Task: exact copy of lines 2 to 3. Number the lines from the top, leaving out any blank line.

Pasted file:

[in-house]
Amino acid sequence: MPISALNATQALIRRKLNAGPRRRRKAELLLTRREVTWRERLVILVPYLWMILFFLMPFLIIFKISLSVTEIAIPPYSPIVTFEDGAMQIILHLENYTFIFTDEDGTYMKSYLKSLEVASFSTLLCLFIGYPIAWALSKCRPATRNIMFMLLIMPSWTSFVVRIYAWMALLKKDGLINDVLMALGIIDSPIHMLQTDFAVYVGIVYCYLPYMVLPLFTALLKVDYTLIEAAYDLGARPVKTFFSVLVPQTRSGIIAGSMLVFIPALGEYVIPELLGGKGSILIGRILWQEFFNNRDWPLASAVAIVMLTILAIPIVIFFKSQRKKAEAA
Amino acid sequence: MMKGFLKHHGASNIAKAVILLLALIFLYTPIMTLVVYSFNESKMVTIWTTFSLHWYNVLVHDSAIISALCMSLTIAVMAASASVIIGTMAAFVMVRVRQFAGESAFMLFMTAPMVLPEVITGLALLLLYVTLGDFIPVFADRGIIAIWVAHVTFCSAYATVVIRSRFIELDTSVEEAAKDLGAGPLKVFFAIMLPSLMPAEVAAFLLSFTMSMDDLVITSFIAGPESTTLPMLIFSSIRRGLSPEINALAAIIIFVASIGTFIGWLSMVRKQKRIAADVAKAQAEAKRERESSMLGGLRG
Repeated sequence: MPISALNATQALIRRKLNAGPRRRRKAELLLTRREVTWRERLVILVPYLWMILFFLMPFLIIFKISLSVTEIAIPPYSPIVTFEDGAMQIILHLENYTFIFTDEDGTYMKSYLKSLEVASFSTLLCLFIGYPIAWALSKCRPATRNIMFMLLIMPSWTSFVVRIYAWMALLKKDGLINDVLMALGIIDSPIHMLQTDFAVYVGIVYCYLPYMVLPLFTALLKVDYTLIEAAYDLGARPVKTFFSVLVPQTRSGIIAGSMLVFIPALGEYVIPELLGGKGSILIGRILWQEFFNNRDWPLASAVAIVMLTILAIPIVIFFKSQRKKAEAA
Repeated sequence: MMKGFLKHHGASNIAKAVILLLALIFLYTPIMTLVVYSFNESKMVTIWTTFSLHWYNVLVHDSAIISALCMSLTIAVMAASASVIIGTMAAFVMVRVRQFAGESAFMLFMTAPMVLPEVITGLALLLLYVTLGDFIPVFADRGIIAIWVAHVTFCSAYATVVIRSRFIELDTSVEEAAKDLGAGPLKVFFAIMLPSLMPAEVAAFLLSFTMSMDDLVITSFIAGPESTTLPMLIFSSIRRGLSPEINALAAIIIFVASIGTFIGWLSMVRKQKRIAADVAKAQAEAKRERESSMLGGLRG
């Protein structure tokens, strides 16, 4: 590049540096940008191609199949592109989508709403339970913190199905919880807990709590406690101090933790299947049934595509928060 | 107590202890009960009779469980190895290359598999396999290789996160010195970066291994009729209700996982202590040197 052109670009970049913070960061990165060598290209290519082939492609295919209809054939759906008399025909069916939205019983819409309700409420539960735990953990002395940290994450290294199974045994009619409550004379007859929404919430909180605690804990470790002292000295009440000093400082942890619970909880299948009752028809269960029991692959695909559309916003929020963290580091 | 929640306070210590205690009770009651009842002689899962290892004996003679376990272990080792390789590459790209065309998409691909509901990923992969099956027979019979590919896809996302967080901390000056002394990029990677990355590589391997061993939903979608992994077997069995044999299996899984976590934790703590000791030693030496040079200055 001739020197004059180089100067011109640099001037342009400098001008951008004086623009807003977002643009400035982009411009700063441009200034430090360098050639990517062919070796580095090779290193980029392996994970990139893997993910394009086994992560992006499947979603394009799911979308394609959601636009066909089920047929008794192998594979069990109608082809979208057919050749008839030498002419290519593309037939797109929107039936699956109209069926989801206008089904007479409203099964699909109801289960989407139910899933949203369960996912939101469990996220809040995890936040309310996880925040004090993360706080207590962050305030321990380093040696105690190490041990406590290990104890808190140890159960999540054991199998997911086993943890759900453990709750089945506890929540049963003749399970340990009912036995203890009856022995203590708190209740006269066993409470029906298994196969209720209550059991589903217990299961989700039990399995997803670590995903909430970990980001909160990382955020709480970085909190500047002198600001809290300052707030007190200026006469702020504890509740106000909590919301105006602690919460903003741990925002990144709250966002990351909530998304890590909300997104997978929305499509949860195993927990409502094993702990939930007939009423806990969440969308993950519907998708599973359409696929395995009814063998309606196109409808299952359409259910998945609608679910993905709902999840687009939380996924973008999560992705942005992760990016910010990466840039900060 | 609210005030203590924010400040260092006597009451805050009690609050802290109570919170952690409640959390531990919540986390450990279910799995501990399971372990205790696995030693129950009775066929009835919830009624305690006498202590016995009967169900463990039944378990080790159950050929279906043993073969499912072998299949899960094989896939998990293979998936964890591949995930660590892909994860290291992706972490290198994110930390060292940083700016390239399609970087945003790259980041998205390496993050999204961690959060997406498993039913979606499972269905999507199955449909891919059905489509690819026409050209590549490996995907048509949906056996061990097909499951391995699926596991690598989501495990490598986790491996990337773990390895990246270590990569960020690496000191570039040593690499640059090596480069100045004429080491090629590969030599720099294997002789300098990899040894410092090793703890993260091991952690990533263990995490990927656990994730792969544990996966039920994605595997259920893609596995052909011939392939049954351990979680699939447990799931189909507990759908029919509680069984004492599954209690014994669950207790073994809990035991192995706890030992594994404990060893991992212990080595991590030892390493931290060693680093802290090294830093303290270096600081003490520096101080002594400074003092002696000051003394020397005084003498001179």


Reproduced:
Amino acid sequence: MPISALNATQALIRRKLNAGPRRRRKAELLLTRREVTWRERLVILVPYLWMILFFLMPFLIIFKISLSVTEIAIPPYSPIVTFEDGAMQIILHLENYTFIFTDEDGTYMKSYLKSLEVASFSTLLCLFIGYPIAWALSKCRPATRNIMFMLLIMPSWTSFVVRIYAWMALLKKDGLINDVLMALGIIDSPIHMLQTDFAVYVGIVYCYLPYMVLPLFTALLKVDYTLIEAAYDLGARPVKTFFSVLVPQTRSGIIAGSMLVFIPALGEYVIPELLGGKGSILIGRILWQEFFNNRDWPLASAVAIVMLTILAIPIVIFFKSQRKKAEAA
Amino acid sequence: MMKGFLKHHGASNIAKAVILLLALIFLYTPIMTLVVYSFNESKMVTIWTTFSLHWYNVLVHDSAIISALCMSLTIAVMAASASVIIGTMAAFVMVRVRQFAGESAFMLFMTAPMVLPEVITGLALLLLYVTLGDFIPVFADRGIIAIWVAHVTFCSAYATVVIRSRFIELDTSVEEAAKDLGAGPLKVFFAIMLPSLMPAEVAAFLLSFTMSMDDLVITSFIAGPESTTLPMLIFSSIRRGLSPEINALAAIIIFVASIGTFIGWLSMVRKQKRIAADVAKAQAEAKRERESSMLGGLRG